Do Dogs Enjoy Hugs?

The Big Squeeze on Hugging Your Dog

Raise a paw if you hug your dog! We have our paws raised but according to studies, we may need to rethink how our hugs are being perceived. Read why below.

It is human nature - we hug the ones we love to show affection, comfort, and joy so why not hug our dogs? But, do our dogs enjoy the embraces we give them, or are we misinterpreting their signals? Are they just tolerating it – or, worse yet, is it having the opposite effect? 

According to experts in animal behavior, the answer is more complex than a simple yes or no. Here is what recent research tells us about hugs from a dog's perspective:

  • Lost in Translation: Dogs communicate primarily through body language and scent. Studies suggest that dogs may struggle to understand the human act of hugging. While we might see it as loving, a dog might perceive the embrace as restricting or even dominant behavior.
  • Personal Space: Our canine companions come in all shapes and sizes, and their tolerance for hugs varies greatly (like people – some like hugs, others not so much). An article from 2023 by the American Kennel Club highlights that some dog breeds may be more comfortable with cuddles than others. Always pay attention to your dog's cues.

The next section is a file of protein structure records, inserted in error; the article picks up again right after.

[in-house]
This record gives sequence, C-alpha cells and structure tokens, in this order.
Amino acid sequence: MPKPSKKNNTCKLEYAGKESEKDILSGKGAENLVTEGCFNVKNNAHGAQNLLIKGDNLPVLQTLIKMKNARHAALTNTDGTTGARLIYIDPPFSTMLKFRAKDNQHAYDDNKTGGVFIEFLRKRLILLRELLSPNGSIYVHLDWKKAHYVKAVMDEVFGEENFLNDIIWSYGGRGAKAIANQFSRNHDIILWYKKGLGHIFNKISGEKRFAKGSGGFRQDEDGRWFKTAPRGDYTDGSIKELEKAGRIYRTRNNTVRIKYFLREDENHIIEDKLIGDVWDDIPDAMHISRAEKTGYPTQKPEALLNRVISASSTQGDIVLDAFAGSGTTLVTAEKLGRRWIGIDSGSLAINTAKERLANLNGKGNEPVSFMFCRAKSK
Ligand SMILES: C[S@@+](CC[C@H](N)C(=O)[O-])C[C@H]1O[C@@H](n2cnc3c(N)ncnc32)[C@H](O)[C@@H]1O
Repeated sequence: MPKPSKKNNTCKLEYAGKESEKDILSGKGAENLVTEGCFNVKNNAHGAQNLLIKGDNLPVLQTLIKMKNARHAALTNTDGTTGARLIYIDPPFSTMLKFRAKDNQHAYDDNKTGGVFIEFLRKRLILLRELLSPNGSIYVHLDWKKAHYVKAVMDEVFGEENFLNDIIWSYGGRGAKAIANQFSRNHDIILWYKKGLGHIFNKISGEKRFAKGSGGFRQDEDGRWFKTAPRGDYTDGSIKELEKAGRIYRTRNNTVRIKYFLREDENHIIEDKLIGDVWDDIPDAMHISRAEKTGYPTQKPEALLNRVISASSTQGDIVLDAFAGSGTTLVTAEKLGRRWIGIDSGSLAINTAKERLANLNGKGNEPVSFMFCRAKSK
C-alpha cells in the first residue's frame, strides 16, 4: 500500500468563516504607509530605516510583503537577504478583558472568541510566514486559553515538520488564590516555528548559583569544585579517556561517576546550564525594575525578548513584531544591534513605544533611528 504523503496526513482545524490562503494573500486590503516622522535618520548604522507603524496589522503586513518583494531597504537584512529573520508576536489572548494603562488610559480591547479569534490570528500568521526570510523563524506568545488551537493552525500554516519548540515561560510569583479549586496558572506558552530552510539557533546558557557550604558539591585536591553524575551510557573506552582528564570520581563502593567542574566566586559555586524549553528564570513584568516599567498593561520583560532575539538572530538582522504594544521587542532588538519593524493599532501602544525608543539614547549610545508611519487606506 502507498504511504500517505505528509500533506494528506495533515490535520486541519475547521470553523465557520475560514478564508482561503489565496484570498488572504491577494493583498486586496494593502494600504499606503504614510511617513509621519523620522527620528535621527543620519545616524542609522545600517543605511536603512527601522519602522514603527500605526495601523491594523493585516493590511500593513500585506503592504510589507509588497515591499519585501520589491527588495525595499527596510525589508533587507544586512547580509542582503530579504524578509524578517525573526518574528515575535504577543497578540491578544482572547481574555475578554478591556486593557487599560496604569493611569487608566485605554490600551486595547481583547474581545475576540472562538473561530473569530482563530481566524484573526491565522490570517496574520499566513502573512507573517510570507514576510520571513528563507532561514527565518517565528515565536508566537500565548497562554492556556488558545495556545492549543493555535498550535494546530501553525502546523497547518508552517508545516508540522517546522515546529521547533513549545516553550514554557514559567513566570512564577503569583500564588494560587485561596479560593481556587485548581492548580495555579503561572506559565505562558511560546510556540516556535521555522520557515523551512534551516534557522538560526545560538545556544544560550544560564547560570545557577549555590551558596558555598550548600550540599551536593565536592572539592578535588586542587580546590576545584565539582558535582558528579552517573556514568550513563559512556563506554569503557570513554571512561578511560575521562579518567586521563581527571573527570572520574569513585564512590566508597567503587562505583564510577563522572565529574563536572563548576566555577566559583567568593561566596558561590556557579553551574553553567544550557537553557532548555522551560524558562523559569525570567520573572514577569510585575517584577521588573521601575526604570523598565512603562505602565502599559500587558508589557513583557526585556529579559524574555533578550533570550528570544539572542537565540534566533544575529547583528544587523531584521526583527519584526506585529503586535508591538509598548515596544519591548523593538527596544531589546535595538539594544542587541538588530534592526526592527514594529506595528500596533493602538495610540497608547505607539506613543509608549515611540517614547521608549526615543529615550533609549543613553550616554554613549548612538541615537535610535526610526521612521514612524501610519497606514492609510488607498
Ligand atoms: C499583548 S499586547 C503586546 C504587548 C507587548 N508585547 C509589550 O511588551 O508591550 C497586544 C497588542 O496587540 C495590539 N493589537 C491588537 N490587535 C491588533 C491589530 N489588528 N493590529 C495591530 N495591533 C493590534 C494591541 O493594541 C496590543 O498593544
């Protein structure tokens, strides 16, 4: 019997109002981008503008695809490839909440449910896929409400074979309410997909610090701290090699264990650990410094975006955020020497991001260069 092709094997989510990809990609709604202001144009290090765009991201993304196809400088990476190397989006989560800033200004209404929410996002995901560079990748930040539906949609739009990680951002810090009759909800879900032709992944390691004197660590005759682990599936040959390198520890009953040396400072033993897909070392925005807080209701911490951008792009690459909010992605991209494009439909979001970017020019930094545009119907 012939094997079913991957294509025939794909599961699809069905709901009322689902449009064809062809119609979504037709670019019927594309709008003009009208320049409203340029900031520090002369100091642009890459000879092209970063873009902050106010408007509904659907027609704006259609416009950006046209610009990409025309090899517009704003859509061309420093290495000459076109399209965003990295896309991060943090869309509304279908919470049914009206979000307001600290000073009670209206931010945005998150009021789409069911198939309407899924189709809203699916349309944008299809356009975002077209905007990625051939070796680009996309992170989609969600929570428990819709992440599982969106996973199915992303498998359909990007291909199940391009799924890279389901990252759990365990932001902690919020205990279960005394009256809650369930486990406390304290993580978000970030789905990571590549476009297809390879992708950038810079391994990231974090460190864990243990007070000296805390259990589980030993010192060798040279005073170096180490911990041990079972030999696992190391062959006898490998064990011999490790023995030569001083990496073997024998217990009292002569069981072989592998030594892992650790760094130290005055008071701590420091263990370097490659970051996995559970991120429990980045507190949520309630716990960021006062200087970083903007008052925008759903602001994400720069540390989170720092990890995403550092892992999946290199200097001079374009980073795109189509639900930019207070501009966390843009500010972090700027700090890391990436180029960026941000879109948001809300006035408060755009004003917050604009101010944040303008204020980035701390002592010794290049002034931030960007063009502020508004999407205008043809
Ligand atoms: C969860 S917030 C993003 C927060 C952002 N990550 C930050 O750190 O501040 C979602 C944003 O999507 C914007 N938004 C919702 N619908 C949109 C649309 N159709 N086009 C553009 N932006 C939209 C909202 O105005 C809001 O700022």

• Stress Signals: Watch out for signs of discomfort when hugging your dog. Yawning, licking their lips, flattened ears, averted gaze, or half-moon eyes (seeing a bit of white in the corners) might indicate your pup is stressed. In a study by Stanley Coren for Psychology Today, Coren analyzed 250 images from Flickr of people hugging dogs, looking for signs of stress. Of the 250 images, Coren found that 81.6% percent of dogs showed at least one sign of stress in the photos, compared to 7.6% who looked comfortable getting hugged, and 10.8% who showed no reaction.

So, how do we show our love for our dogs? Luckily, there are plenty of alternatives to a hug:

  • Belly rubs and ear scratches: Many dogs adore petting and gentle touch. Focus on areas they enjoy most, like the chest or behind the ears - it's positive enforcement and a great way to connect with them.
  • Playtime: Engaging in games like fetch or taking a long hike with your dog is a fantastic way to bond and expend energy.
  • Quality cuddle time: Relaxing near your dog and allowing them to choose how close they want to be is a great way to show affection.

In an ideal world, we would want our dogs to hug us! Then we would know they loved us as much we love them, but we need to understand our dogs - and their communication style is key to building a strong and loving bond with us.

While a hug might be our way of showing affection for humans, there are plenty of other ways to make your dog feel cherished and loved.  Did someone just say "COOKIE!"?

Leave a comment

All comments are moderated before being published